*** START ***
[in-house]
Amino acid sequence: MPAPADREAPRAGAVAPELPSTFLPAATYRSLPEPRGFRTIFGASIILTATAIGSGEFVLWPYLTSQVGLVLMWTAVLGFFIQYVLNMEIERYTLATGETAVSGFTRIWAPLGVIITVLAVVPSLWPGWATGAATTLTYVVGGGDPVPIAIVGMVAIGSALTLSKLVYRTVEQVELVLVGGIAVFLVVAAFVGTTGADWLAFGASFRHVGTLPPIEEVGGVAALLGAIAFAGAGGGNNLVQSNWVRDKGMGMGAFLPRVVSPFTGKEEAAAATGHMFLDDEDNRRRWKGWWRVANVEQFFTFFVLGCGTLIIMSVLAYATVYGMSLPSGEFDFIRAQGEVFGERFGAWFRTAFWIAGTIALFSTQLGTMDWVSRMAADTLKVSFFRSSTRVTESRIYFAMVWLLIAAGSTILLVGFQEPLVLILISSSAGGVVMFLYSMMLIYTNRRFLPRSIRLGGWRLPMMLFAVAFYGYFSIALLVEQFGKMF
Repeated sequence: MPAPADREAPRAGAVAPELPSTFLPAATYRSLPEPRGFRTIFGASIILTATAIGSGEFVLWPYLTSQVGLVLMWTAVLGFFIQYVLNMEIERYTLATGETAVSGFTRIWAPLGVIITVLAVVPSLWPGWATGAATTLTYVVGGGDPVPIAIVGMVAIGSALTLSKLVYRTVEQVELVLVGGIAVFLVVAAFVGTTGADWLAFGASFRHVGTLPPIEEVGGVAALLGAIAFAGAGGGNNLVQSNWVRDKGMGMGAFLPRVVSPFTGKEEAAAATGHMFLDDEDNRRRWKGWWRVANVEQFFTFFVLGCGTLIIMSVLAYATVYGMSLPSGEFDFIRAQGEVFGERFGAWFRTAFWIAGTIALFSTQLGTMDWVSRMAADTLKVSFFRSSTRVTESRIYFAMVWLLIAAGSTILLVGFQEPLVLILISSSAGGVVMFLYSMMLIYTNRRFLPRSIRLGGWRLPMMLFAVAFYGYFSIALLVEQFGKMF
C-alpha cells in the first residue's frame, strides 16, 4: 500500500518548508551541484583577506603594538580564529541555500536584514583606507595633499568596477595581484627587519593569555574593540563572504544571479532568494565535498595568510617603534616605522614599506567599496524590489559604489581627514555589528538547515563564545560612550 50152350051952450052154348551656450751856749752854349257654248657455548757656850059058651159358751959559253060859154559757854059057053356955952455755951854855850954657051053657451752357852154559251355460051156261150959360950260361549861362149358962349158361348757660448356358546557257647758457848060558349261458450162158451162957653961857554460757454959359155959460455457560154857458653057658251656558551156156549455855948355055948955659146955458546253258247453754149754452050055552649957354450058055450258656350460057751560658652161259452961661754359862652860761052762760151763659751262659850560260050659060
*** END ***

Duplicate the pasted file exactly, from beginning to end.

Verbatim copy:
[in-house]
Amino acid sequence: MPAPADREAPRAGAVAPELPSTFLPAATYRSLPEPRGFRTIFGASIILTATAIGSGEFVLWPYLTSQVGLVLMWTAVLGFFIQYVLNMEIERYTLATGETAVSGFTRIWAPLGVIITVLAVVPSLWPGWATGAATTLTYVVGGGDPVPIAIVGMVAIGSALTLSKLVYRTVEQVELVLVGGIAVFLVVAAFVGTTGADWLAFGASFRHVGTLPPIEEVGGVAALLGAIAFAGAGGGNNLVQSNWVRDKGMGMGAFLPRVVSPFTGKEEAAAATGHMFLDDEDNRRRWKGWWRVANVEQFFTFFVLGCGTLIIMSVLAYATVYGMSLPSGEFDFIRAQGEVFGERFGAWFRTAFWIAGTIALFSTQLGTMDWVSRMAADTLKVSFFRSSTRVTESRIYFAMVWLLIAAGSTILLVGFQEPLVLILISSSAGGVVMFLYSMMLIYTNRRFLPRSIRLGGWRLPMMLFAVAFYGYFSIALLVEQFGKMF
Repeated sequence: MPAPADREAPRAGAVAPELPSTFLPAATYRSLPEPRGFRTIFGASIILTATAIGSGEFVLWPYLTSQVGLVLMWTAVLGFFIQYVLNMEIERYTLATGETAVSGFTRIWAPLGVIITVLAVVPSLWPGWATGAATTLTYVVGGGDPVPIAIVGMVAIGSALTLSKLVYRTVEQVELVLVGGIAVFLVVAAFVGTTGADWLAFGASFRHVGTLPPIEEVGGVAALLGAIAFAGAGGGNNLVQSNWVRDKGMGMGAFLPRVVSPFTGKEEAAAATGHMFLDDEDNRRRWKGWWRVANVEQFFTFFVLGCGTLIIMSVLAYATVYGMSLPSGEFDFIRAQGEVFGERFGAWFRTAFWIAGTIALFSTQLGTMDWVSRMAADTLKVSFFRSSTRVTESRIYFAMVWLLIAAGSTILLVGFQEPLVLILISSSAGGVVMFLYSMMLIYTNRRFLPRSIRLGGWRLPMMLFAVAFYGYFSIALLVEQFGKMF
C-alpha cells in the first residue's frame, strides 16, 4: 500500500518548508551541484583577506603594538580564529541555500536584514583606507595633499568596477595581484627587519593569555574593540563572504544571479532568494565535498595568510617603534616605522614599506567599496524590489559604489581627514555589528538547515563564545560612550 50152350051952450052154348551656450751856749752854349257654248657455548757656850059058651159358751959559253060859154559757854059057053356955952455755951854855850954657051053657451752357852154559251355460051156261150959360950260361549861362149358962349158361348757660448356358546557257647758457848060558349261458450162158451162957653961857554460757454959359155959460455457560154857458653057658251656558551156156549455855948355055948955659146955458546253258247453754149754452050055552649957354450058055450258656350460057751560658652161259452961661754359862652860761052762760151763659751262659850560260050659060